How can I help a visually-impaired person walk around?

If a visually-impaired individual has a guide dog, don't touch it when the harness is on, because that dog has been trained to work when the harness is on. The dog is not a pet. Do not feed the dog.

Encourage visually-impaired individuals using a cane to extend it and use it in most (if not all) outdoor settings. Individuals who are visually-impaired and not totally blind (high partials) many times fold up and hide their canes in public settings. This can be dangerous in traffic areas because others will not be able to identify them as being visually-impaired and may assume they see more than they do. This could lead to a sighted individual to proceed without regard to the visually-impaired individual’s disability. 

Continue Learning about Visual Impairments

Visual Impairments

Optical issues with the eye are quite common, possibly because we started as cavemen who did not have to read tiny letters on a computer screen as you may be doing right now. Conditions that may be corrected with optics include as...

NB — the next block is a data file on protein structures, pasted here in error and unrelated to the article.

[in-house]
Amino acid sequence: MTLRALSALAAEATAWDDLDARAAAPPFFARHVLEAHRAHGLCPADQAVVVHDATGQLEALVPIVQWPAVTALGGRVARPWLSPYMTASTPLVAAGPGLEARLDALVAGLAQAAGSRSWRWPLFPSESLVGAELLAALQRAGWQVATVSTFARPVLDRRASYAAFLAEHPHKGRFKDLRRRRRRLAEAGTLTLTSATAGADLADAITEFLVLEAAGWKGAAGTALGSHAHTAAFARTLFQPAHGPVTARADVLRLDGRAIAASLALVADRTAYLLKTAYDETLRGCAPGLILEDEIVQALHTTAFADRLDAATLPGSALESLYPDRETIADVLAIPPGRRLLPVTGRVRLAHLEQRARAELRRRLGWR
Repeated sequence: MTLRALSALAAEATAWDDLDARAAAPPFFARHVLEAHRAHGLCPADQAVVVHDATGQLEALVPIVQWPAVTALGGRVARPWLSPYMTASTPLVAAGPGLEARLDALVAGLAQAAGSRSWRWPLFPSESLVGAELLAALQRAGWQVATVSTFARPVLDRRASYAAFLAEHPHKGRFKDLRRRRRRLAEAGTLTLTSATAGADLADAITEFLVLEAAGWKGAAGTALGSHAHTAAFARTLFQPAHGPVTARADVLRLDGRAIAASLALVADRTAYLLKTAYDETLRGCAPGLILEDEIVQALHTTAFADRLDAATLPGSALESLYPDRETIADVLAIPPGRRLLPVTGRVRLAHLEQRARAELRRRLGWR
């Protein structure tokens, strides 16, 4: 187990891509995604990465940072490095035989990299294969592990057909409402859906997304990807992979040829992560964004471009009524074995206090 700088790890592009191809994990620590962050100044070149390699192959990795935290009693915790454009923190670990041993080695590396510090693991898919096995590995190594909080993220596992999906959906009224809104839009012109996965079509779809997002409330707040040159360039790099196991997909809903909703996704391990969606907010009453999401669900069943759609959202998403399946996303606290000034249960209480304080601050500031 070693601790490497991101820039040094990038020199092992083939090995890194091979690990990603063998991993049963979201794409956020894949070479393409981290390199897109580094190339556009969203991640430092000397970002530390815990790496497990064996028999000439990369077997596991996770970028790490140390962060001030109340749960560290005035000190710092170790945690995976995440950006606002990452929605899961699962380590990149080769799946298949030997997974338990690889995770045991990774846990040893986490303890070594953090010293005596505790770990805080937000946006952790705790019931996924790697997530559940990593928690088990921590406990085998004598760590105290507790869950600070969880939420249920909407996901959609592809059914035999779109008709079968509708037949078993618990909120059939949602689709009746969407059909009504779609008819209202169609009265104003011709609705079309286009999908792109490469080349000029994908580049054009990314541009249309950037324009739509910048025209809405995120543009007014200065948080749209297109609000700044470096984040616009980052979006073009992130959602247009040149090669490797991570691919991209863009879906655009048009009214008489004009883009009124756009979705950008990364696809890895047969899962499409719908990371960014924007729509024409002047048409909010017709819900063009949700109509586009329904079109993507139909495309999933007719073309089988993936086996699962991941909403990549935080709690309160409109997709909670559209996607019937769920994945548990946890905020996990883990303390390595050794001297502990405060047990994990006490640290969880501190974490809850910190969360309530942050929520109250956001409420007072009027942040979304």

tigmatism, near and far sightedness and some forms of visual field distortion. Some eyes have trouble seeing color the way other's do. This is called color blindness, and is more common in men. As we age there are common diseases and concerns including cataracts and glaucoma. Having diabetes can make you more likely to develop retinopathy, when blood vessels in the retina break and leak into the eye. Some conditions may lead to partial or total blindness. Legal blindness is a legal term more than a medical one, but meeting the standard for legal blindness can qualify you for special help.

Important: This content reflects information from various individuals and organizations and may offer alternative or opposing points of view. It should not be used for medical advice, diagnosis or treatment. As always, you should consult with your healthcare provider about your specific health needs.